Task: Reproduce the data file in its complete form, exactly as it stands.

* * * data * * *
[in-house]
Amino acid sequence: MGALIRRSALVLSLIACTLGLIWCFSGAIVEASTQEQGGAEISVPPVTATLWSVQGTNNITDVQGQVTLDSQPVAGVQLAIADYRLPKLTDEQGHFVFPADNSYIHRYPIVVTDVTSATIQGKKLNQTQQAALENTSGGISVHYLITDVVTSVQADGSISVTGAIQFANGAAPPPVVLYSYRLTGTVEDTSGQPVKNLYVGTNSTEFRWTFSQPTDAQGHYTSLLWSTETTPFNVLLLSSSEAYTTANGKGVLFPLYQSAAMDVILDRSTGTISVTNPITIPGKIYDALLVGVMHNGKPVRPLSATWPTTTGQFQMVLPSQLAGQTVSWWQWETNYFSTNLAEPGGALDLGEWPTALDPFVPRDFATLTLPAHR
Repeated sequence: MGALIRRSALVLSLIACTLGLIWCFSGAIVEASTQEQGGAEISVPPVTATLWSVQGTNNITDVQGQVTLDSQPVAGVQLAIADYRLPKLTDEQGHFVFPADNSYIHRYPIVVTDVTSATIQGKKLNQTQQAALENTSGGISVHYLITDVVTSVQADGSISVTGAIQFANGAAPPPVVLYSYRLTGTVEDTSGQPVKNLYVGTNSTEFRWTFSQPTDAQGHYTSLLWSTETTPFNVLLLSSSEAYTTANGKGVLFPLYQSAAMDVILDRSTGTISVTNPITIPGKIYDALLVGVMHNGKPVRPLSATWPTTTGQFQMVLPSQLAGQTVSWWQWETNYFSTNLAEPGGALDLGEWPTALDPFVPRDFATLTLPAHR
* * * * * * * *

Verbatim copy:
[in-house]
Amino acid sequence: MGALIRRSALVLSLIACTLGLIWCFSGAIVEASTQEQGGAEISVPPVTATLWSVQGTNNITDVQGQVTLDSQPVAGVQLAIADYRLPKLTDEQGHFVFPADNSYIHRYPIVVTDVTSATIQGKKLNQTQQAALENTSGGISVHYLITDVVTSVQADGSISVTGAIQFANGAAPPPVVLYSYRLTGTVEDTSGQPVKNLYVGTNSTEFRWTFSQPTDAQGHYTSLLWSTETTPFNVLLLSSSEAYTTANGKGVLFPLYQSAAMDVILDRSTGTISVTNPITIPGKIYDALLVGVMHNGKPVRPLSATWPTTTGQFQMVLPSQLAGQTVSWWQWETNYFSTNLAEPGGALDLGEWPTALDPFVPRDFATLTLPAHR
Repeated sequence: MGALIRRSALVLSLIACTLGLIWCFSGAIVEASTQEQGGAEISVPPVTATLWSVQGTNNITDVQGQVTLDSQPVAGVQLAIADYRLPKLTDEQGHFVFPADNSYIHRYPIVVTDVTSATIQGKKLNQTQQAALENTSGGISVHYLITDVVTSVQADGSISVTGAIQFANGAAPPPVVLYSYRLTGTVEDTSGQPVKNLYVGTNSTEFRWTFSQPTDAQGHYTSLLWSTETTPFNVLLLSSSEAYTTANGKGVLFPLYQSAAMDVILDRSTGTISVTNPITIPGKIYDALLVGVMHNGKPVRPLSATWPTTTGQFQMVLPSQLAGQTVSWWQWETNYFSTNLAEPGGALDLGEWPTALDPFVPRDFATLTLPAHR